But his vision of a new Japan has already produced a backlash among Japanese who believe he has destroyed, along with the bad, much that was good of the old Japan.
Yet, while his policies were often unpopular, he has consistently drawn high approval ratings from voters hungry for charismatic, strong leadership. Even as Prime Minister Tony Blair of Britain and other politicians have suffered for their endorsement of the war in Iraq, Mr. Koizumi — who to this day has expressed only the staunchest support for the war — has remained unscathed....
Under Mr. Koizumi, nationalist politicians and scholars who would like to whitewash Japan’s militarist past have found fertile soil and moved into the mainstream. Government-sanctioned school textbooks increasingly omit facts from Japan’s wartime history, like the use of slave labor and “comfort women” during the years it occupied Korea and Manchuria, or the massacre of 100,000 to 300,000 Chinese in Nanjing.
Japan’s troubles with its neighbors, especially China, eventually grew so severe that policy makers and scholars in Washington in the past year began expressing worries that Mr. Koizumi’s policy was hurting Japanese — and American — interests in Asia. But Mr. Koizumi’s open appeals to nationalist symbols like Yasukuni won him and his party votes, a lesson that was absorbed by his likely successor, Shinzo Abe, the chief cabinet secretary.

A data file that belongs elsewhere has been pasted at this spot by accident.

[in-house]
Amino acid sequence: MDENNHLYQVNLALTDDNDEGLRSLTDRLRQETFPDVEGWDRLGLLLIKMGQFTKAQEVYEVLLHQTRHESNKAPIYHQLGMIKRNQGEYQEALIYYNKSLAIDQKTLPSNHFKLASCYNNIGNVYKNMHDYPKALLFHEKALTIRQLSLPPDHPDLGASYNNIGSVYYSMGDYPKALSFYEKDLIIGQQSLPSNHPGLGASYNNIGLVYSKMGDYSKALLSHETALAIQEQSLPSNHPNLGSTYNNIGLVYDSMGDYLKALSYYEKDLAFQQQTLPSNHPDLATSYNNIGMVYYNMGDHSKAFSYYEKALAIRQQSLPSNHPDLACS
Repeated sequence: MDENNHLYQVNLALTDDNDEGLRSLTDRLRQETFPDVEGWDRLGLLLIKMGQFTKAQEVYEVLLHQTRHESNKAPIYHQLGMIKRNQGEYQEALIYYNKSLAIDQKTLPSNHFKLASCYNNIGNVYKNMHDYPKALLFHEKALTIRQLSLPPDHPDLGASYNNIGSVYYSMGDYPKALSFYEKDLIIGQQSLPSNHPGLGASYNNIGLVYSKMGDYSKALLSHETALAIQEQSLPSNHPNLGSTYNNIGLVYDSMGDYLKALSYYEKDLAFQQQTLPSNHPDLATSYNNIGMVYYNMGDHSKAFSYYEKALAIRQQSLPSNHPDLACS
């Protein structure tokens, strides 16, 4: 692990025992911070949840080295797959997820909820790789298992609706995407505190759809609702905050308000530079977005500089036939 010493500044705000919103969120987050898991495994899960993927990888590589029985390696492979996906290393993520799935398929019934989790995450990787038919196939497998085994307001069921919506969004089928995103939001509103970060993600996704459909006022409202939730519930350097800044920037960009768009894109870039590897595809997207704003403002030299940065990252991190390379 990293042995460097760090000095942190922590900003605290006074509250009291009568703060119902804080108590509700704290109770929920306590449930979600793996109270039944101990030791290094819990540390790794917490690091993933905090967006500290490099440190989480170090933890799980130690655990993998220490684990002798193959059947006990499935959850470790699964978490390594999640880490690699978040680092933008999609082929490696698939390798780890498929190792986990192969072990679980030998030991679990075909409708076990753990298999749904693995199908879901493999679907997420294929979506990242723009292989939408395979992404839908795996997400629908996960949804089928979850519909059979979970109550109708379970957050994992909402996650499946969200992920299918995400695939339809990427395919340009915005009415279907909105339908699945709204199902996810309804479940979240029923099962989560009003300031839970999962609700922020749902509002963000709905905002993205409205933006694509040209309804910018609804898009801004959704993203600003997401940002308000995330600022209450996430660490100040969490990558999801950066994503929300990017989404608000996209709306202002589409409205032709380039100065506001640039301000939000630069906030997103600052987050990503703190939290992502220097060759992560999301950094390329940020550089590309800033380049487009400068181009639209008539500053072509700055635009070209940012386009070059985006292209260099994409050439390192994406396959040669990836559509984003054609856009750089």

comments powered by Disqus
- The most important battle you've probably never heard of
- ISIS is destroying both Shia and Sunni shrines and buildings in Mosul
- Study: Violent radicalism in UK isn't associated with poverty
- CONFIRMED: the Shrine of Jonah/Mosque of Yunus (Nineveh, Mosul, Iraq) has been destroyed
- Chinese President Xi Jinping: Nobody can change history
- Historian who calls bull&%$@ on July 4th parade causes controversy
- This is what motivated history students in high school and middle school can do!
- Obama to award National Humanities Medals to 3 historians
- Historian Curt Gentry, known for Hoover biography and ‘Helter Skelter,’ dies at 83
- Harvard historian: strategy of climate science denial groups 'extremely successful'